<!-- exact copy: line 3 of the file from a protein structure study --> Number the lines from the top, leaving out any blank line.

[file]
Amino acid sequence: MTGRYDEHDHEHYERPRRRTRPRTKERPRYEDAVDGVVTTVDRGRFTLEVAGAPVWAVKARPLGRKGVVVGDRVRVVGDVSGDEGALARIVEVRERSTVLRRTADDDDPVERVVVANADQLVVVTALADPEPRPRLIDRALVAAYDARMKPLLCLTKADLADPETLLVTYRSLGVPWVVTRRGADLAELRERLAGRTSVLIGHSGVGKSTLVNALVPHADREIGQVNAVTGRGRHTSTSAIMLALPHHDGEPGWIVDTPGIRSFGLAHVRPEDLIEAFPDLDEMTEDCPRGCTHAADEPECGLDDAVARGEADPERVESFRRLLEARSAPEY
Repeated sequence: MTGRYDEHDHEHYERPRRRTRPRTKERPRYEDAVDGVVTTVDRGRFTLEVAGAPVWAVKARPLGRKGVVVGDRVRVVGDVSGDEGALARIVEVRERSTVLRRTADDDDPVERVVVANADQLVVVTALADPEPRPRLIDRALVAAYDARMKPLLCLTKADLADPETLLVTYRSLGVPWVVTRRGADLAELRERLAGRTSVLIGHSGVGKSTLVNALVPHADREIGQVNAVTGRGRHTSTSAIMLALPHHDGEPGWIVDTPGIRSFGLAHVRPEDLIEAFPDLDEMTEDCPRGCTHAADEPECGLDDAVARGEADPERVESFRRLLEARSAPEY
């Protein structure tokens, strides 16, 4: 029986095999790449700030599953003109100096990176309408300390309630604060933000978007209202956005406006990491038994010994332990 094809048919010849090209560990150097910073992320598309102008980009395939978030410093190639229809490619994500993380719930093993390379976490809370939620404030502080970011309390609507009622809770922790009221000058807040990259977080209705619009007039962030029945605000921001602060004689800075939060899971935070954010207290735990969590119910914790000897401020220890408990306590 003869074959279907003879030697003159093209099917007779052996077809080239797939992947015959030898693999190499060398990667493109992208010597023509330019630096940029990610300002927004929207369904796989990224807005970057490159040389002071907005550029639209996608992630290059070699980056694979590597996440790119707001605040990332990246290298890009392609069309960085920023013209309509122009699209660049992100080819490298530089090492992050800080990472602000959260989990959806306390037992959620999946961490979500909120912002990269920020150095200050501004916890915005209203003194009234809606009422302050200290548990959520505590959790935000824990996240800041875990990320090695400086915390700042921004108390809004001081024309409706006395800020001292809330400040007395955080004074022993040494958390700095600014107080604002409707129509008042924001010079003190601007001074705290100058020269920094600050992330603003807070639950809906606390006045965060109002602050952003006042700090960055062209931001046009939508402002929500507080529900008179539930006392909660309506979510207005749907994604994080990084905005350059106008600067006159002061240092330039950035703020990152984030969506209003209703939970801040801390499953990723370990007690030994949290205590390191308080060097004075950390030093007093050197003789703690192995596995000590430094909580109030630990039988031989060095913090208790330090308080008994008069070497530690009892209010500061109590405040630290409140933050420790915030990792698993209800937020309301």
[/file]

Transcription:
């Protein structure tokens, strides 16, 4: 029986095999790449700030599953003109100096990176309408300390309630604060933000978007209202956005406006990491038994010994332990 094809048919010849090209560990150097910073992320598309102008980009395939978030410093190639229809490619994500993380719930093993390379976490809370939620404030502080970011309390609507009622809770922790009221000058807040990259977080209705619009007039962030029945605000921001602060004689800075939060899971935070954010207290735990969590119910914790000897401020220890408990306590 003869074959279907003879030697003159093209099917007779052996077809080239797939992947015959030898693999190499060398990667493109992208010597023509330019630096940029990610300002927004929207369904796989990224807005970057490159040389002071907005550029639209996608992630290059070699980056694979590597996440790119707001605040990332990246290298890009392609069309960085920023013209309509122009699209660049992100080819490298530089090492992050800080990472602000959260989990959806306390037992959620999946961490979500909120912002990269920020150095200050501004916890915005209203003194009234809606009422302050200290548990959520505590959790935000824990996240800041875990990320090695400086915390700042921004108390809004001081024309409706006395800020001292809330400040007395955080004074022993040494958390700095600014107080604002409707129509008042924001010079003190601007001074705290100058020269920094600050992330603003807070639950809906606390006045965060109002602050952003006042700090960055062209931001046009939508402002929500507080529900008179539930006392909660309506979510207005749907994604994080990084905005350059106008600067006159002061240092330039950035703020990152984030969506209003209703939970801040801390499953990723370990007690030994949290205590390191308080060097004075950390030093007093050197003789703690192995596995000590430094909580109030630990039988031989060095913090208790330090308080008994008069070497530690009892209010500061109590405040630290409140933050420790915030990792698993209800937020309301």